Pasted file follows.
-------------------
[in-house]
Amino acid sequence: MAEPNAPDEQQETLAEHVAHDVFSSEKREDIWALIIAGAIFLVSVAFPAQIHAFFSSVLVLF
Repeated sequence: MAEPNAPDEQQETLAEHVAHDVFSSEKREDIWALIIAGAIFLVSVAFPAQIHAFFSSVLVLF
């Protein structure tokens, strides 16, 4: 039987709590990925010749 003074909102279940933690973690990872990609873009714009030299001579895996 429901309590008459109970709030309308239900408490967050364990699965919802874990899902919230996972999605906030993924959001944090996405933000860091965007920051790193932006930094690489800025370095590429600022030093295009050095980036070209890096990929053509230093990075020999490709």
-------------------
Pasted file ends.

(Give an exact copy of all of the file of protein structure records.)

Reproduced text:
[in-house]
Amino acid sequence: MAEPNAPDEQQETLAEHVAHDVFSSEKREDIWALIIAGAIFLVSVAFPAQIHAFFSSVLVLF
Repeated sequence: MAEPNAPDEQQETLAEHVAHDVFSSEKREDIWALIIAGAIFLVSVAFPAQIHAFFSSVLVLF
């Protein structure tokens, strides 16, 4: 039987709590990925010749 003074909102279940933690973690990872990609873009714009030299001579895996 429901309590008459109970709030309308239900408490967050364990699965919802874990899902919230996972999605906030993924959001944090996405933000860091965007920051790193932006930094690489800025370095590429600022030093295009050095980036070209890096990929053509230093990075020999490709």